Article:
The pandemic and claims – what we know so far

Published on Thu, 12/11/2020 - 10:50

The COVID-19 pandemic is one of the largest economic loss events in history for companies and insurers alike. However, it’s not only the magnitude of the impact which is unprecedented. Claims trends and risk exposures are also evolving as a result of the pandemic, writes Lars Vissing, Regional Head of Claims, Region Unit London Allianz Global Corporate & Specialty.

At AGCS, we have seen claims in some lines of business, such as entertainment insurance, surge during COVID-19. At the same time, traditional property and liability claims have been subdued during lockdown periods. Claims notifications from motor accidents, slips and falls or workplace injuries slowed as more people stayed at home, and with the temporary closure of many shops, airports and businesses across the world.

AGCS also noticed a positive impact on US claims settlement from the suspension of courts and trials. Some claimants and plaintiffs have been more open to negotiating settlements out of court rather than opting to wait a long time until their case is scheduled. However, overall, the impact of the reduction in these types of claims has been outweighed by the increase of COVID-19 related notifications.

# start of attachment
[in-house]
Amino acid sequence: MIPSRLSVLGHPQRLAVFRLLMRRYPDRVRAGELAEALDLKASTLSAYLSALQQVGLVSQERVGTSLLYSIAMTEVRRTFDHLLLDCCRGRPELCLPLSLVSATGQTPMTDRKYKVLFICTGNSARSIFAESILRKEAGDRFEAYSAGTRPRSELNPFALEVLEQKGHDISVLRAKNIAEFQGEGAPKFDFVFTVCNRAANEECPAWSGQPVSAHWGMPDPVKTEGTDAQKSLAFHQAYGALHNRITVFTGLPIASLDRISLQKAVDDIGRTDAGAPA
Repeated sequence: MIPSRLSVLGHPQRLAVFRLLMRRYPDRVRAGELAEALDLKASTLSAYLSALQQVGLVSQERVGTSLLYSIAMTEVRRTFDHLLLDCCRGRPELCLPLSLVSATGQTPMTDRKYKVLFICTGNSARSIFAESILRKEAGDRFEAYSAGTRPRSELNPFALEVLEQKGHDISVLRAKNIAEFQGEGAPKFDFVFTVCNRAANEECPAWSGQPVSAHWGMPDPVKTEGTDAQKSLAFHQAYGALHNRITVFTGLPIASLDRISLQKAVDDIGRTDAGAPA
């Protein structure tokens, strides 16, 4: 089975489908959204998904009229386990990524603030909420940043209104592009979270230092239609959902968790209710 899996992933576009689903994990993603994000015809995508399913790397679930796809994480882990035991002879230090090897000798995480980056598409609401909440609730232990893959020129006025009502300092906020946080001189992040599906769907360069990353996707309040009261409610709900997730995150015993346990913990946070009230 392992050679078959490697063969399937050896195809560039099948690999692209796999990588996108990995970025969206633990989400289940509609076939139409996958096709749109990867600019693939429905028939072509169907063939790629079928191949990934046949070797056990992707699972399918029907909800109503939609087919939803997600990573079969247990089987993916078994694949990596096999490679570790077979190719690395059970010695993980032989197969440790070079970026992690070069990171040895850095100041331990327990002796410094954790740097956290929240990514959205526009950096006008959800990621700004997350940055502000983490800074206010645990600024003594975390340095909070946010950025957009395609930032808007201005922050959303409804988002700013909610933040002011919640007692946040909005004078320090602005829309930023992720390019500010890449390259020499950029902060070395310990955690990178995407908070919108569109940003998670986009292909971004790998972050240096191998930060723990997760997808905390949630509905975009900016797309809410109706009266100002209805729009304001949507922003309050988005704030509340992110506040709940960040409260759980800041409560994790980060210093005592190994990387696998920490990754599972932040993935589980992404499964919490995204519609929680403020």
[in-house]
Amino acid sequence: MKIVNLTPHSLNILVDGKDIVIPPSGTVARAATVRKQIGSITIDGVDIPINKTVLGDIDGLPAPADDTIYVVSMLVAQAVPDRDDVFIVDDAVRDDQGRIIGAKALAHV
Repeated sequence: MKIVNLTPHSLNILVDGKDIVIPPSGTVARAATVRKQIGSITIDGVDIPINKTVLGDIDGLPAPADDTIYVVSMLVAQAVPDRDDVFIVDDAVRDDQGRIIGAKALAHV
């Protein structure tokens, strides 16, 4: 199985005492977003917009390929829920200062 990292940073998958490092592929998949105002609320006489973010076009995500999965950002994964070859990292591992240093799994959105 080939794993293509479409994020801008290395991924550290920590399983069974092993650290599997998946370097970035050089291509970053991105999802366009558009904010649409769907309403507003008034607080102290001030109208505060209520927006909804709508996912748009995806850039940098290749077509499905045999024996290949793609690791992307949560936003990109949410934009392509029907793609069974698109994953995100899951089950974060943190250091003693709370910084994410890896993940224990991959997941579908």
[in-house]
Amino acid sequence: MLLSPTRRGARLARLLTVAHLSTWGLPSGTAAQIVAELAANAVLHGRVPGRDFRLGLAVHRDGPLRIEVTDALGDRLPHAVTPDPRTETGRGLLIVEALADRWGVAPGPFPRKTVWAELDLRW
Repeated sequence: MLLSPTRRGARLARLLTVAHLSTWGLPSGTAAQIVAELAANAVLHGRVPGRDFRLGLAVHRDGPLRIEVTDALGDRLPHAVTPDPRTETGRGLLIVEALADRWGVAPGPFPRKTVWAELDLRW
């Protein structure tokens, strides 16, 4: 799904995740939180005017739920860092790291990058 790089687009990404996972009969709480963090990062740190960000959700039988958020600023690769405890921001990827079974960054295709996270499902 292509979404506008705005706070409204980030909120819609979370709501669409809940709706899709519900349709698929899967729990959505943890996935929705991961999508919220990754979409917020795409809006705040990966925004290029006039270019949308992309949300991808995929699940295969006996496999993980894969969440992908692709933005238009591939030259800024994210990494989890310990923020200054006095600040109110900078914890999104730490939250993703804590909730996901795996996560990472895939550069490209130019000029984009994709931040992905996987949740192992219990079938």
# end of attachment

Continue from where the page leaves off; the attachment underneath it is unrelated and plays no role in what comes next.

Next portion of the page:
Estimates vary, but the insurance industry is currently expected to pay claims related to the pandemic of as much as $110bn in 2020 according to Lloyd’s. AGCS alone has reserved about €488mn (US$571mn) for expected COVID-19 related claims, especially for the cancellation of live events and the disruption of movie or film productions in the entertainment industry.

A new report from Allianz Global Corporate & Specialty (AGCS) COVID-19 – Changing Claims Patterns identifies in more detail some of the new claims developments that have materialized as a result of the virus across a number of different lines of insurance, assesses the prospect for future notification activity and highlights how claims teams are responding to this new environment. Some of the major changes we see are highlighted below.

Property/Business interruption trends

Property damage claims were not significantly impacted by COVID-19 as loss drivers such as weather are not correlated. However, as production lines restart and ramp up, this could exacerbate the risk of machinery breakdown and damage and even fire and explosion.